Chances are you would recognize a Banjo if you heard one played. The distinctly twangy sound that resonates with the essence of an open field or a back mountain cabin is a memorable one, regardless of your knowledge of Banjo music. The sound isn’t the only unique feature that distinguishes the banjo from other stringed instruments. Most would recognize it for its very simple application of the theory of addition, being that the banjo is just a stringed instrument and a drum tacked together. It is this quality, however, that gives it that distinct country ring. The origin of the 5-String Banjo as it is today is widely disputed, though Jay Bailey suggests that it has its roots in West Africa, having been brought over and developed in the Americas by enslaved peoples (Bailey 3). Aside from the 5-String Banjo, which became a standard in mid 19th century America, its 3 and 4 string predecessors have existed in cultures all over the globe for centuries (Seeger 68).
The construction of the 5-String Banjo has varied over time, but there is a standard look to most modern versions of the Banjo (figure 1.1). Starting with the bottom section of the Banjo is the body, consisting of the drumhead, rim, tailpiece, bridge, and armrest. The Banjo pictured in Figure 1.1 has the resonator removed, a hollow wooden drum that encloses the space behind the drumhead altering the resonance. In earlier iterations of the Banjo, the body was often made by stretching animal hide over an empty gourd, but most modern Banjos are simply plastic over a metal or wood rim (Bailey 8). Going up the banjo is the neck, fretboard, head, strings, and tuning pegs. The stringing of the 5-String banjo is unique, as shown in figure 1.1, the strings are tensioned between the tailpiece and the head, and the high 5th string is pegged three-quarters of the way up the neck.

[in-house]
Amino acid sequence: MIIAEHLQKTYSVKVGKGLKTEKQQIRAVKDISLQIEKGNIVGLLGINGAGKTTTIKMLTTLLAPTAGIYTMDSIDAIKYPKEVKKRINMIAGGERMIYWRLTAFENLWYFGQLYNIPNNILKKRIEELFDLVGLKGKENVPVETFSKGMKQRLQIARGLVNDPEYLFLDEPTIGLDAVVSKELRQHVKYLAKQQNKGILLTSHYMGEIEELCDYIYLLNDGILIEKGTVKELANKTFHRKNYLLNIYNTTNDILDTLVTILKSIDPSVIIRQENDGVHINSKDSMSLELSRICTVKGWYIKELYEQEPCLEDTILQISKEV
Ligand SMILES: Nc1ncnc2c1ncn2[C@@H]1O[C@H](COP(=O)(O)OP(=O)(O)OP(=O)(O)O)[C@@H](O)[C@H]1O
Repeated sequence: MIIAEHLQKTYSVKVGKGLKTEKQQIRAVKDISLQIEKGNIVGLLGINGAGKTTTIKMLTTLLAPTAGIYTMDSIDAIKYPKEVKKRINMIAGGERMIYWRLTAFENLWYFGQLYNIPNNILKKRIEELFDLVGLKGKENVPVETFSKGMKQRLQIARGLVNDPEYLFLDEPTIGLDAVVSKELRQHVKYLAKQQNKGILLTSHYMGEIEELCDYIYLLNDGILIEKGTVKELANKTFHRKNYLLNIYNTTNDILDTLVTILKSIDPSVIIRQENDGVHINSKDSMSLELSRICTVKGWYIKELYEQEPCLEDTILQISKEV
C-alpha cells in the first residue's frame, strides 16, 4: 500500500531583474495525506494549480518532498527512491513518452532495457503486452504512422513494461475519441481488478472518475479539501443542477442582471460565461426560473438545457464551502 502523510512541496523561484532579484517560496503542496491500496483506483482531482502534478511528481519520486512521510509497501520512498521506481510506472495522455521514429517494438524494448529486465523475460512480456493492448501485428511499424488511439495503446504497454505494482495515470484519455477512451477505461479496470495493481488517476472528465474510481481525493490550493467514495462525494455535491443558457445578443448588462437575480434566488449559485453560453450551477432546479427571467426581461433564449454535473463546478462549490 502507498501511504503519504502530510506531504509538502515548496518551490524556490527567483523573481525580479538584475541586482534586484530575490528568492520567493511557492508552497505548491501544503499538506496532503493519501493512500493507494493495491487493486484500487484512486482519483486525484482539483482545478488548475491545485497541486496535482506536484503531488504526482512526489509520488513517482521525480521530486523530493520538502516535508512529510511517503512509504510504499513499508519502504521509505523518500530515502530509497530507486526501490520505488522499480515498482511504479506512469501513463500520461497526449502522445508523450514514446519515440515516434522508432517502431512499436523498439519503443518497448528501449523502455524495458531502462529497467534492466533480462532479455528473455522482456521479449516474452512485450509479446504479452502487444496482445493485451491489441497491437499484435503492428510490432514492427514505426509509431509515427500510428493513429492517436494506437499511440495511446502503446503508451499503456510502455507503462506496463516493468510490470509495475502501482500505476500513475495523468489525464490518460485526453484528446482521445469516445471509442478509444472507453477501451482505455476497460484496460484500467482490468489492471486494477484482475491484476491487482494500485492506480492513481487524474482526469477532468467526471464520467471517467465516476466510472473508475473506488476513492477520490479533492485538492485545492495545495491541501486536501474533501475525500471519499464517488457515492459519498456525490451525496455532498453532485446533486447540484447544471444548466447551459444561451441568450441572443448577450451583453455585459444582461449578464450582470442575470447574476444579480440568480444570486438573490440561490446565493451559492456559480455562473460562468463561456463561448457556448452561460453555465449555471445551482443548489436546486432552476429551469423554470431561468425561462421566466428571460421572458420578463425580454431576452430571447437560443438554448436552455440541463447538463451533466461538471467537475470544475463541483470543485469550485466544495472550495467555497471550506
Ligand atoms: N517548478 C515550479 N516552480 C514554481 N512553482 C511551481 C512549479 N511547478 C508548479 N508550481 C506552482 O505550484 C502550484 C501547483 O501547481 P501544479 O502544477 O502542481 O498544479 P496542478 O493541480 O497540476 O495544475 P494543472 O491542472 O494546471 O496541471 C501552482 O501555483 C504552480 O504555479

The structure of the Banjo is essential to its distinctive sound and playing styles. The primary element of the sound is the pairing of the floating bridge and the drumhead. Theoretical physicist David Politzer was the first to study the function of these paired elements, determining that the vibrating drumhead and the floating bridge modulate the acoustic frequencies of the string, an interaction specific to the elements of the Banjo (Politzer 1). The other defining feature of the Banjo sound is the offset 5th string. The one that leads to the awkward tuning peg three quarters up the fretboard. Contrary to most stringed instruments, which move up in pitch down the strings, the Banjo’s 5th string is its highest pitch string, 4th lowest, and so on. The result is high strings on either side of the neck. This feature was essential to the development of the Banjo’s various unique picking styles, such as the clawhammer and the two-finger pick. Evidence of these playing styles are seen faintly in figure 1.1. There are two clean sections on the drumhead, on either side of the strings, where my nails have etched a little pattern out of the finger grime from playing.
- Bailey, Jay. “Historical Origin and Stylistic Developments of the Five-String Banjo.” The Journal of American Folklore, vol. 85, no. 335, 1972, pp. 58-65.
- Politzer, David. “Banjo Timbre from String Stretching and Frequency Modulation.”, 2014.
- Seeger, Pete. How to Play the 5-String Banjo: A Manual for Beginners. Homespun Music Instruction, 2012.